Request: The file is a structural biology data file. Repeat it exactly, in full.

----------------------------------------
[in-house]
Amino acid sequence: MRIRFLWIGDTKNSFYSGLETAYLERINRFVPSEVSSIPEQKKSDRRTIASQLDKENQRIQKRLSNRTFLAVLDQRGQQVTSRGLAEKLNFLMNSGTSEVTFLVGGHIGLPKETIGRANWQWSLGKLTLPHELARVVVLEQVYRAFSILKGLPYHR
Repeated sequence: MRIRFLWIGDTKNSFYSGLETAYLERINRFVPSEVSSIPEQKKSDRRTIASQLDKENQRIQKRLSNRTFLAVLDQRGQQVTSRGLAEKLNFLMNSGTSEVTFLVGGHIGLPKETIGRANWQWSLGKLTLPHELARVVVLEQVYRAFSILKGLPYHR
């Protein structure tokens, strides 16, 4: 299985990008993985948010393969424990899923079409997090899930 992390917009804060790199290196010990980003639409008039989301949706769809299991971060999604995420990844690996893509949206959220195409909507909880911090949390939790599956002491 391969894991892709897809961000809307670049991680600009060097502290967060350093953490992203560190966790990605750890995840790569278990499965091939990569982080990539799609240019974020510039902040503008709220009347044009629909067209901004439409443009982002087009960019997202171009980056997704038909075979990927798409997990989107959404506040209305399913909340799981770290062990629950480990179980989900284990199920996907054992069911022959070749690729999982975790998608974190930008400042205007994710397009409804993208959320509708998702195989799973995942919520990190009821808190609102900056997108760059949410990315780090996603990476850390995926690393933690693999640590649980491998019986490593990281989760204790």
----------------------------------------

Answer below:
[in-house]
Amino acid sequence: MRIRFLWIGDTKNSFYSGLETAYLERINRFVPSEVSSIPEQKKSDRRTIASQLDKENQRIQKRLSNRTFLAVLDQRGQQVTSRGLAEKLNFLMNSGTSEVTFLVGGHIGLPKETIGRANWQWSLGKLTLPHELARVVVLEQVYRAFSILKGLPYHR
Repeated sequence: MRIRFLWIGDTKNSFYSGLETAYLERINRFVPSEVSSIPEQKKSDRRTIASQLDKENQRIQKRLSNRTFLAVLDQRGQQVTSRGLAEKLNFLMNSGTSEVTFLVGGHIGLPKETIGRANWQWSLGKLTLPHELARVVVLEQVYRAFSILKGLPYHR
């Protein structure tokens, strides 16, 4: 299985990008993985948010393969424990899923079409997090899930 992390917009804060790199290196010990980003639409008039989301949706769809299991971060999604995420990844690996893509949206959220195409909507909880911090949390939790599956002491 391969894991892709897809961000809307670049991680600009060097502290967060350093953490992203560190966790990605750890995840790569278990499965091939990569982080990539799609240019974020510039902040503008709220009347044009629909067209901004439409443009982002087009960019997202171009980056997704038909075979990927798409997990989107959404506040209305399913909340799981770290062990629950480990179980989900284990199920996907054992069911022959070749690729999982975790998608974190930008400042205007994710397009409804993208959320509708998702195989799973995942919520990190009821808190609102900056997108760059949410990315780090996603990476850390995926690393933690693999640590649980491998019986490593990281989760204790």